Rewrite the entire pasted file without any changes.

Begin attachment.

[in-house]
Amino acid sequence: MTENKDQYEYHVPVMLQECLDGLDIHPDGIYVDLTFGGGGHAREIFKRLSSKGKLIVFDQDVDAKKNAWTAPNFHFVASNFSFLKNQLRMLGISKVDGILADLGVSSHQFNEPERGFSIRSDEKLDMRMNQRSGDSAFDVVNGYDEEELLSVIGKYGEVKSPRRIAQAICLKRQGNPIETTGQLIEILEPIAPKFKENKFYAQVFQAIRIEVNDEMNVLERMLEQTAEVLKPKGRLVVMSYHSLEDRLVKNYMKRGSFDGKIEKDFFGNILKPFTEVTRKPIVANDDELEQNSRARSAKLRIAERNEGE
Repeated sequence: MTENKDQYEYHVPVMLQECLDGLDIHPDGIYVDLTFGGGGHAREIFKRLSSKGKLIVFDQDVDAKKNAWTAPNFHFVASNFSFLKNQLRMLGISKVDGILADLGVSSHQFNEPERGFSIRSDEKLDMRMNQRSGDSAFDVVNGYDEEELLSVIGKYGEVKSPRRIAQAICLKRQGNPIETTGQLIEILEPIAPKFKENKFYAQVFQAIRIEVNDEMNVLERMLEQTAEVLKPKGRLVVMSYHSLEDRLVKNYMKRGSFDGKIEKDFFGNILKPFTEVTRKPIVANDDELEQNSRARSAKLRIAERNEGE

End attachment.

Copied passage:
[in-house]
Amino acid sequence: MTENKDQYEYHVPVMLQECLDGLDIHPDGIYVDLTFGGGGHAREIFKRLSSKGKLIVFDQDVDAKKNAWTAPNFHFVASNFSFLKNQLRMLGISKVDGILADLGVSSHQFNEPERGFSIRSDEKLDMRMNQRSGDSAFDVVNGYDEEELLSVIGKYGEVKSPRRIAQAICLKRQGNPIETTGQLIEILEPIAPKFKENKFYAQVFQAIRIEVNDEMNVLERMLEQTAEVLKPKGRLVVMSYHSLEDRLVKNYMKRGSFDGKIEKDFFGNILKPFTEVTRKPIVANDDELEQNSRARSAKLRIAERNEGE
Repeated sequence: MTENKDQYEYHVPVMLQECLDGLDIHPDGIYVDLTFGGGGHAREIFKRLSSKGKLIVFDQDVDAKKNAWTAPNFHFVASNFSFLKNQLRMLGISKVDGILADLGVSSHQFNEPERGFSIRSDEKLDMRMNQRSGDSAFDVVNGYDEEELLSVIGKYGEVKSPRRIAQAICLKRQGNPIETTGQLIEILEPIAPKFKENKFYAQVFQAIRIEVNDEMNVLERMLEQTAEVLKPKGRLVVMSYHSLEDRLVKNYMKRGSFDGKIEKDFFGNILKPFTEVTRKPIVANDDELEQNSRARSAKLRIAERNEGE